1 Answer 1

up vote 2 down vote accepted

The comment you inserted in your code contains the answer:

// Crash here: "hr = 0x800401f0 CoInitialize has not been called."

The HRESULT value is telling you that you need to call the CoInitialize function in order to initialize the COM library for your application's thread.

Of course, the message is a little bit outdated. As you'll see in the above-linked documentation, all new applications should call the CoInitializeEx function instead. No worries, though: it does essentially the same thing as its older brother.

As the "Remarks" section of the documentation indicates:

CoInitializeEx must be called at least once, and is usually called only once, for each thread that uses the COM library. [. . . ] You need to initialize the COM library on a thread before you call any of the library functions except CoGetMalloc, to get a pointer to the standard allocator, and the memory allocation functions. Otherwise, the COM function will return CO_E_NOTINITIALIZED.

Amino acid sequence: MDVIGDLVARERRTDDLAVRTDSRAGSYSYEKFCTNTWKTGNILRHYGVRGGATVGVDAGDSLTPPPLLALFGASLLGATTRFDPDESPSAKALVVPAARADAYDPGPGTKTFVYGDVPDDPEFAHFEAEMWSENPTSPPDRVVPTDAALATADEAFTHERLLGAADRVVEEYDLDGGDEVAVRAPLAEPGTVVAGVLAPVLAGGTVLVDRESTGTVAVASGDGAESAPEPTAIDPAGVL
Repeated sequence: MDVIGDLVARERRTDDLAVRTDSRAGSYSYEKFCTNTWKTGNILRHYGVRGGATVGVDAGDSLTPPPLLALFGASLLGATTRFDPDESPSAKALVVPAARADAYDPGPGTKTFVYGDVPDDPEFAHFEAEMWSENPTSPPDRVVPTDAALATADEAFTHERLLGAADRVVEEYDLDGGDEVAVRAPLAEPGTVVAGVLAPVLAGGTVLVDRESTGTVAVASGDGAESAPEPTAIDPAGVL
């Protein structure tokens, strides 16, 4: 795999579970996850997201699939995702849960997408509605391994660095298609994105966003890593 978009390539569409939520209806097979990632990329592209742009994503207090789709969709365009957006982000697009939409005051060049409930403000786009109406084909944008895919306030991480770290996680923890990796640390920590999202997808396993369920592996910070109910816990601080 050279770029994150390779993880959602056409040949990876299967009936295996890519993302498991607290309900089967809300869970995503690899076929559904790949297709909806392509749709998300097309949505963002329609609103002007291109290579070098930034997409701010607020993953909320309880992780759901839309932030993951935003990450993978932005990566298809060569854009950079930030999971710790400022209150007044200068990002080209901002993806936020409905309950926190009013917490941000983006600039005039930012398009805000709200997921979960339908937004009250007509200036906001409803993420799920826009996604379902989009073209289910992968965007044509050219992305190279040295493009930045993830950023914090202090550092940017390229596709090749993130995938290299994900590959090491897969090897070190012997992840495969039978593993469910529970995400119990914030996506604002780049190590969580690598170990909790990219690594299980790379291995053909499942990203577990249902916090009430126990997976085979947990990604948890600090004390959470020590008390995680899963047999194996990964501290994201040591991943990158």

You say that you're not using COM, but this is incorrect. You may not be using it explicitly, but Windows and the MFC framework are definitely using it "behind the scenes". All of the file type registration functions rely on COM. The skeleton code produced by the MFC project wizard in Visual Studio 2010 would have automatically inserted the appropriate COM registration code, but since you upgraded an existing project from VC++ 6, you appear to be missing this vital step.

In MFC, the AfxOleInit function also initializes COM for the current apartment of the calling app, just as the OleInitialize function does internally. Make sure that your overridden InitInstance function contains a call to one of these functions.

For example, in a fresh new MFC project created by the VS 2010 wizard, the InitInstance function looks something like this:

BOOL CTestApp::InitInstance()
    // InitCommonControlsEx() is required on Windows XP if an application
    // manifest specifies use of ComCtl32.dll version 6 or later to enable
    // visual styles.  Otherwise, any window creation will fail.
    InitCtrls.dwSize = sizeof(InitCtrls);
    // Set this to include all the common control classes you want to use
    // in your application.
    InitCtrls.dwICC = ICC_WIN95_CLASSES;


    // Initialize OLE libraries
    if (!AfxOleInit())                   // ** MAKE SURE THAT YOU CALL THIS!! **
        return FALSE;


    // . . .